Tin Can Bay and its adjacent waters are home to a large fleet of commercial and recreational vessels (including commercial fishing boats and commercial houseboats). This fleet, combined with vessels launched from the boat ramps at Carlo Point and Bullock Point and those entering the region from offshore, mean the waterways in the region are subject to a high level of boating activity. These pristine, protected and accessible waterways are also extensively used for commercial and recreational fishing, and are also utilised by a number of nature- based tourism operators.
Recreational and commercial fishing
Commercial netting for mullet, whiting, garfish, flathead, threadfin, tailor and mackerel is undertaken throughout this region, as is commercial potting for mud and sand crabs. Recreational fishers target species such as whiting, flathead, bream, trevally, tailor and mud crabs. The upper reaches of the tributary creeks (outside the marine national park zones) are popular areas for specialist anglers to seek out mangrove jack, threadfin salmon and barramundi. The areas of rock ledge habitat present along the edge of some of the deeper channels are used by recreational fishers targeting squire, sweetlip, parrot, Moses perch and cod. Mackerel also enter the region during the summer months and are actively targeted.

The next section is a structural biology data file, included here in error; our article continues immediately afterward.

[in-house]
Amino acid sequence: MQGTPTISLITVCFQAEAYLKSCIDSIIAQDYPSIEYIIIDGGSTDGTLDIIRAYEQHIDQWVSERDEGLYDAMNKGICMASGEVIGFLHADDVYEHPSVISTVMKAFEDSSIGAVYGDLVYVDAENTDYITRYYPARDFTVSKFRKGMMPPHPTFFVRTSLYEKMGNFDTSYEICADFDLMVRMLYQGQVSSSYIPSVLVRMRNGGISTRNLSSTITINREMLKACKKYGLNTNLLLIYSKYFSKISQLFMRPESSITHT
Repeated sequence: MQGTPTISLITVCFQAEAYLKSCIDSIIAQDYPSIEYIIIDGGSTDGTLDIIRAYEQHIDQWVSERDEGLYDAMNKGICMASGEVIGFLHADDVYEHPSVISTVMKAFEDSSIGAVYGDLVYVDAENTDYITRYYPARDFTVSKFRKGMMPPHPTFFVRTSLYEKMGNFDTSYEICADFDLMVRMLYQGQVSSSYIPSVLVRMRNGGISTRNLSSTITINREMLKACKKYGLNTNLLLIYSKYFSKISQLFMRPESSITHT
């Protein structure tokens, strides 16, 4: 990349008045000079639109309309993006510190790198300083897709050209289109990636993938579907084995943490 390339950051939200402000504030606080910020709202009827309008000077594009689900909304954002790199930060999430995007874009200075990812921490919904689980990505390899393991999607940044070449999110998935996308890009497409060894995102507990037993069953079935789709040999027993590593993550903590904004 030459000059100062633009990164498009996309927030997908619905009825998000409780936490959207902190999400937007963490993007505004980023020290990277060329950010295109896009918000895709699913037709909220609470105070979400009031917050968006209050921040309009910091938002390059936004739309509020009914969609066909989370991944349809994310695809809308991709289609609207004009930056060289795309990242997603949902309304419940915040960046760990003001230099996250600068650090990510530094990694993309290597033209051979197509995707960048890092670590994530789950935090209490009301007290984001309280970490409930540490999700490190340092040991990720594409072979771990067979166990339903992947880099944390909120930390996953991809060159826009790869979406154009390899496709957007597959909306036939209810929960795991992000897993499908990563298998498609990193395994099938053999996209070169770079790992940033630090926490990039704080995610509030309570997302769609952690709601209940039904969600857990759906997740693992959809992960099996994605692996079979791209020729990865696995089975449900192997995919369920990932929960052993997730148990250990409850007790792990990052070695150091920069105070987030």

With the exception of areas of development at Tin Can Bay, Cooloola Village and Carlo Point, this region of the marine park is largely surrounded by undeveloped land. The region is adjoined by the Wide Bay Military Reserve (located between Tin Can Bay and Kauri Creek), and extensive areas of unallocated state land (on the western side of Inskip Peninsula).
Instream structures present in this region are also generally confined to the area surrounding these development nodes, particularly Tin Can Bay. While most of the major maritime infrastructure at Tin Can Bay (e.g. wharves, jetties and marinas) is located within the Snapper Creek Boat Harbour which is excluded from the marine park, there is still a range of erosion protection walls, drain outlets, and buoy moorings within the marine park in this location. Also excluded from the marine park is a major public boat ramp facility at Carlo Point, with a small marina and a number of buoy moorings also in this area. A public boat ramp has recently been constructed at Bullock Point, located at the northern end of the Inskip Peninsula. A small number of moorings and a jetty are also present at this location. The adjacent land tenure, combined with the marine park zoning and declared Fish Habitat Area, significantly limits the further development of structures within this region.
Marine park zoning
The marine park management in this region utilises two zone categories. The majority of the region is within a conservation park zone which reflects the high conservation values present across this region. Six marine national park zones (MNP) are also present within the region, all of which are focused on protecting a range of representative intertidal creek habitats in the following locations: the upper reaches of Kauri Creek (MNP 23), the mid and upper reaches of Myers Creek (MNP24), the entire area of Seary’s Creek (MNP25), the mid and upper reaches of Cooloola Creek (MNP26), the entire area of Carland Creek (MNP27), and the entire area of Griffin Creek (MNP28). To complement the zoning arrangements, the entire region is a designated shorebird roosting and feeding area, aiming to protect shorebirds within the area from unnecessary disturbances.